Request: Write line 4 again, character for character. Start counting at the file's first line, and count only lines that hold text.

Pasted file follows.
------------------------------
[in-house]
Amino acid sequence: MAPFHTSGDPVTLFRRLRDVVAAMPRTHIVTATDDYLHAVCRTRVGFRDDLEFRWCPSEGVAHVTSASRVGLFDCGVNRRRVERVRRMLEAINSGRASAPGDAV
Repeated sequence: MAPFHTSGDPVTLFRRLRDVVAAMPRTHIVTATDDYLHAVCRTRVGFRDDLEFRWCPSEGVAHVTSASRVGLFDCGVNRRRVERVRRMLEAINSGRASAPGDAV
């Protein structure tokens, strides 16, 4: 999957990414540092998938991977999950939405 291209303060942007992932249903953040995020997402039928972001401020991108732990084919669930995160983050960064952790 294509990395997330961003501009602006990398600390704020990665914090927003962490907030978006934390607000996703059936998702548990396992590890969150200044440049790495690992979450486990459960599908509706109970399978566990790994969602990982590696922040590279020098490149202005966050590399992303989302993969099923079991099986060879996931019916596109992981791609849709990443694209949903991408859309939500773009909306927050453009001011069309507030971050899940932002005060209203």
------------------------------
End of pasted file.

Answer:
């Protein structure tokens, strides 16, 4: 999957990414540092998938991977999950939405 291209303060942007992932249903953040995020997402039928972001401020991108732990084919669930995160983050960064952790 294509990395997330961003501009602006990398600390704020990665914090927003962490907030978006934390607000996703059936998702548990396992590890969150200044440049790495690992979450486990459960599908509706109970399978566990790994969602990982590696922040590279020098490149202005966050590399992303989302993969099923079991099986060879996931019916596109992981791609849709990443694209949903991408859309939500773009909306927050453009001011069309507030971050899940932002005060209203």